”Now, when Jesus was born in Bethlehem of Judea in the days of Herod the king, behold, there came wise men from the east to Jerusalem, Saying, Where is he that is born King of the Jews? for we have seen his star in the east, and are come to worship him. When Herod the king had heard these things, he was troubled, and all Jerusalem with him. And when he had gathered all the chief priests and scribes of the people together, he demanded of them where Christ should be born. And they said unto him, In Bethlehem of Judea: for thus it is written by the prophet, And thou Bethlehem, in the land of Juda, art not the least among the princes of Juda: for out of thee shall come a Governor, that shall rule my people Israel. Then Herod, when he had privily called the wise men, enquired of them diligently what time the star appeared. And he sent them to Bethlehem, and said, Go and search diligently for the young child; and when ye have found him, bring me word again, that I may come and worship him also. When they had heard the king, they departed; and, lo, the star, which they saw in the east, went before them, till it came and stood over where the young child was. When they saw the star, they rejoiced with exceeding great joy. And when they were come into the house, they saw the young child with Mary his mother, and fell down, and worshipped him: and when they had opened their treasures, they presented unto him gifts; gold, and frankincense and myrrh. And being warned of God in a dream that they should not return to Herod, they departed into their own country another way.(Matthew 2:1-12 KJV)

  1. (Wikipedia.com): Roscón de reyes or rosca de reyes (ring of the kings) is a Spanish pastry traditionally eaten to celebrate Epiphany.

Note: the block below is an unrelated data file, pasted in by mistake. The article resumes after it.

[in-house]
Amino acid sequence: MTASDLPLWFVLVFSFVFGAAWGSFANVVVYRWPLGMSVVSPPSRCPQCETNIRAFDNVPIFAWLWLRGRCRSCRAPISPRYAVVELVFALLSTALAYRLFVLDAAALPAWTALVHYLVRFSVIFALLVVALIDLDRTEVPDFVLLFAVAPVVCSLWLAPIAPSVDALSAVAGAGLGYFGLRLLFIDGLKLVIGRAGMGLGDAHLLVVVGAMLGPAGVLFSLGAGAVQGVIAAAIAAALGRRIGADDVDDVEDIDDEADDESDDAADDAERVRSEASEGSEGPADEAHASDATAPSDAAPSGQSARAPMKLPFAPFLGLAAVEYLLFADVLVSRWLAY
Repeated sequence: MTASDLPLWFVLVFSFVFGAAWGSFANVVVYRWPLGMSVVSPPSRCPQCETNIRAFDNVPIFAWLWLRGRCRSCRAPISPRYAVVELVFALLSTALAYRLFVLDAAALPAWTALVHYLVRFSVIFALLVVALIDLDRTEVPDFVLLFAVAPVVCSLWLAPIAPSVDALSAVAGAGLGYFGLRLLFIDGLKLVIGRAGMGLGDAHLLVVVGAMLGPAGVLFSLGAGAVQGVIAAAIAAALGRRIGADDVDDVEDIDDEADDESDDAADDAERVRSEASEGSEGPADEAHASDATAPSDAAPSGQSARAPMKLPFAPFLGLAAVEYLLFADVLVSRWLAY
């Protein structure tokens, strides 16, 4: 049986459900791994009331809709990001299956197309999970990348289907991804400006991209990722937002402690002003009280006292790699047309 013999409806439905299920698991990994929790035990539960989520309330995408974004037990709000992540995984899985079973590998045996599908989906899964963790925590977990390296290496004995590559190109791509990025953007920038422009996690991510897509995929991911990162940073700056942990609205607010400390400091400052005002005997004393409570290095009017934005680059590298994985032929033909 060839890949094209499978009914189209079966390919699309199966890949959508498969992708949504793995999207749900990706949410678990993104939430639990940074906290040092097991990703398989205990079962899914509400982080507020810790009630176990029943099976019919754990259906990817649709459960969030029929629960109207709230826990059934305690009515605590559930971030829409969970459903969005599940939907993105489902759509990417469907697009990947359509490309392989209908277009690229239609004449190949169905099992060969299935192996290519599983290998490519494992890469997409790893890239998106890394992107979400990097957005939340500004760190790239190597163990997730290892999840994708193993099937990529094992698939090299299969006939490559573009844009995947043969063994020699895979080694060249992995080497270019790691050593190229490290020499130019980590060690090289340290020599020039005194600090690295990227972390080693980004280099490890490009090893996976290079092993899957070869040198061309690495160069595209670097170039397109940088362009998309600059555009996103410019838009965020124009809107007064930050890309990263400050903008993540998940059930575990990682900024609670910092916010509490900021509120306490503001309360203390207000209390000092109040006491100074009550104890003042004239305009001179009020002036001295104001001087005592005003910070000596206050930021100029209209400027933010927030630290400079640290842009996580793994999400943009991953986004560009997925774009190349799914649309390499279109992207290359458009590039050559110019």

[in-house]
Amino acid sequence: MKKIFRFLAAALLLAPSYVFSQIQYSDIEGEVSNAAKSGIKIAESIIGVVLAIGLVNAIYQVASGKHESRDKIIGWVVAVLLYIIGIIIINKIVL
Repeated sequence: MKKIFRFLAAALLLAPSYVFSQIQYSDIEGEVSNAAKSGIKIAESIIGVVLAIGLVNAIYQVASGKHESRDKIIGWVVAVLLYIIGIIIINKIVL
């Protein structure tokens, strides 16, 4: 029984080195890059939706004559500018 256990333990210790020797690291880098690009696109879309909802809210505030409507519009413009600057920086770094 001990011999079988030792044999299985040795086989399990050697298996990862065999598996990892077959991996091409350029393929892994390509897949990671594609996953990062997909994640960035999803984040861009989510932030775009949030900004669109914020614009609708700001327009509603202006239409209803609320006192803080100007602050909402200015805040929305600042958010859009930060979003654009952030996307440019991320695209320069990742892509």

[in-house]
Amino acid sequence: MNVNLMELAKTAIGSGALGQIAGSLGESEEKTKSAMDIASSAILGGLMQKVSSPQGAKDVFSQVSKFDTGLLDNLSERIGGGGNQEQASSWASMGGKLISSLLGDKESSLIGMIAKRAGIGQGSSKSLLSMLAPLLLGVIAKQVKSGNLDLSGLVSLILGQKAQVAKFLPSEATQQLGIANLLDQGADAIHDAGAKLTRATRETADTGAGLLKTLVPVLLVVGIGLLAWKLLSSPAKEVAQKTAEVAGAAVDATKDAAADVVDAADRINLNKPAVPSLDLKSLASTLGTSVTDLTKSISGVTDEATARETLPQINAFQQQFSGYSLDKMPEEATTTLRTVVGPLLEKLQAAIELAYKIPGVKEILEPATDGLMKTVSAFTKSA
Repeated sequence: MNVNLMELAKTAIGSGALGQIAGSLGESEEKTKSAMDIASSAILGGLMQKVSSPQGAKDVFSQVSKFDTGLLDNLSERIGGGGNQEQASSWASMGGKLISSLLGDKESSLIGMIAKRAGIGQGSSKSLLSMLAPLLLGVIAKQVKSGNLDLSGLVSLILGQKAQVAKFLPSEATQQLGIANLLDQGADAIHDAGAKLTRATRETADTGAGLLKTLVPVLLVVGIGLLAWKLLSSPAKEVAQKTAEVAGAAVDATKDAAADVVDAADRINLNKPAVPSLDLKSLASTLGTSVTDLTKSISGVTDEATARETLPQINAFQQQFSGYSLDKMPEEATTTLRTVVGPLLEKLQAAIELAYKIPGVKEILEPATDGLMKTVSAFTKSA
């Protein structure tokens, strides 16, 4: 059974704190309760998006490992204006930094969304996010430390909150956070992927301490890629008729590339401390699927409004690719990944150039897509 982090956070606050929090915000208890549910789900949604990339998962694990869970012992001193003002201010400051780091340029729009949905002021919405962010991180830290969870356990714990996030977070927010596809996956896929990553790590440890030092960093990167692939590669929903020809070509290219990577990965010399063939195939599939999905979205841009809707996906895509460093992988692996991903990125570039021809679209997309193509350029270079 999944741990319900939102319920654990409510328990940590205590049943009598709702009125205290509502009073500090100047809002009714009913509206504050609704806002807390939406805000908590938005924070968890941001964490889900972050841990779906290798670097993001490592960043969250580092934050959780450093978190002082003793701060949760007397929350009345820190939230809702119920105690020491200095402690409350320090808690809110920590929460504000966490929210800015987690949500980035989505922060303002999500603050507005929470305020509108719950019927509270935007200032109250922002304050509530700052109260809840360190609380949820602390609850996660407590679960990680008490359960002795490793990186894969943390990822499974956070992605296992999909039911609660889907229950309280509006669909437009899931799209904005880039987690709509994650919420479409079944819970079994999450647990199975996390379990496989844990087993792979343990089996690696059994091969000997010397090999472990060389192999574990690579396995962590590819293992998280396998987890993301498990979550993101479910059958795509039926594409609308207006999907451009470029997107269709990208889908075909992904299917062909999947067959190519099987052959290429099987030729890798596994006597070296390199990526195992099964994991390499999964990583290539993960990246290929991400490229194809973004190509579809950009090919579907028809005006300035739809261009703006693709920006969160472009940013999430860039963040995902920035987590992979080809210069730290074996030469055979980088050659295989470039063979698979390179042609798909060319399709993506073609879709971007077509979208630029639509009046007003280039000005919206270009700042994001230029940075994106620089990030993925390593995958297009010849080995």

Rosca de Reyes , the roscón de reyes generally has an oval shape due to the need to make cakes larger than 30 cm (12 inches) across for larger parties. Recipes vary from country to country. For decoration, figs, quinces, cherries or dried and candied fruits are used.

  2. (http://www.mexonline.com/history-lostresreyes.htm): It is traditionally eaten on January 6,[1] during the celebration of the Día de Reyes (literally "Kings' Day"), which commemorates the arrival of the three Magi or Wise Men. In most of Spain, Spanish America, and sometimes, Hispanic communities in the United States, this is the day when children traditionally get presents, which are attributed to the Three Wise Men (and not Santa Claus or Father Christmas: Three Kings Day remains an important holiday for the people of Mexico. In addition to the gift-giving aspect of the day there is also a culinary treat that is specific to the holiday. Known as 'Rosca de Reyes' (King's Cake), this holiday dessert offers much in the way of symbolism. Shaped in the round to signify a king's crown, this sweet bread holds a special surprise. Baked inside is a small plastic figurine representing the baby Jesus. Whoever finds this token is obligated to host an upcoming party for the occasion of 'Dia de la Candelaria' (Candlemas Day) which occurs each year on February 2nd.

Rosca de Reyes for Three Kings Day

Rosca de Reyes

The effigy of the baby Jesus, hidden inside the cake, represents another aspect of the holiday. The reason Jesus is 'hidden' inside the bread is to symbolize how in life, the Christ child's birth location also needed to remain secret, in order that his life be spared. The ruler of Jerusalem at the time, King Herod, had been appraised of the mystical signs that indicated the new and rightful King of Jerusalem was soon to be born. Herod's reaction to these predictions was swift and horrible. He ordered his minions to murder all male infants recently born in Bethlehem. However, as destiny would have it, Mary and Joseph found their lodgings in a manger, not an inn. Herod's henchmen didn't think to look for an infant in such a location.

Hallelujah! “for unto us a child is born!” (Isaiah 9:6 KJV

All scripture references from KJV (King James Version) unless otherwise noted